The New York Times spends a great deal of time and energy complaining about the use of art as an asset. So it is a bit of surprise to see their art market columnist sum up the Rockefeller estate sale by complaining that Peggy and David Rockefeller, who bought widely across a number of categories ranging from duck decoys to Asian art and American art of many eras, were insufficiently investment minded.
Although their taste in art never advanced beyond Abstract Expressionism and, it is important to remember that the sale does not include the many works the Rockefellers donated to museums (a virtue the New York Times is very vocal about,) David Rockefeller commissioned work from Jean Dubuffet and Alberto Giacometti for One Chase Manhattan Plaza. One of the works that began as part of that commission was defining moment in the art market when it sold for a record price in 2010. Earlier, David Rockefeller’s Rothko kicked off an upward explosion of the Rothko market before and after the global financial crisis.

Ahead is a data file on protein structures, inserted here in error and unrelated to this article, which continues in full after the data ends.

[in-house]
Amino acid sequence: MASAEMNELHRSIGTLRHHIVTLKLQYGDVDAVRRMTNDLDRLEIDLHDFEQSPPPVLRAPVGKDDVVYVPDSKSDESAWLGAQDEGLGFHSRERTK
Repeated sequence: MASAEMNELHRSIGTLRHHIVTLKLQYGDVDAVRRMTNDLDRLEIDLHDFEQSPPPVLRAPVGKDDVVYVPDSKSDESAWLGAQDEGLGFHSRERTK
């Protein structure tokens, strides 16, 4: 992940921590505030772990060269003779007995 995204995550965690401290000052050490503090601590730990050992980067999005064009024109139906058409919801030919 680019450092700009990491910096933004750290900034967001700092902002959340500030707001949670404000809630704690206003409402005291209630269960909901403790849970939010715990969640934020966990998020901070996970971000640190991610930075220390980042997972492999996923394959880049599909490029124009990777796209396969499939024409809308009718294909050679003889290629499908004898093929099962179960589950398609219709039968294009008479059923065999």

Finally, it is often forgotten that the David Rockefeller was the beneficiary of a great fortune but not the possessor of it. That objects he bought to decorate his homes and satisfy his collecting passion should yield more than $830m for charity is an accidental investment achievement to be marveled at.
Yet here’s how the NYTimes characterizes it:
“The collection overall is very dowdy, very end of an era,” said Wendy Cromwell, an art adviser based in New York. […]
During the early 1950s, the couple was spending thousands on Sèvres and Spode dinner services at a time when a Jackson Pollock drip painting could be bought for $800. […] the numbers would have been even bigger had the Rockefellers bought Pollock rather than porcelain.
What if the Rockefellers Had Bought Pollock Instead of Porcelain? (The New York Times)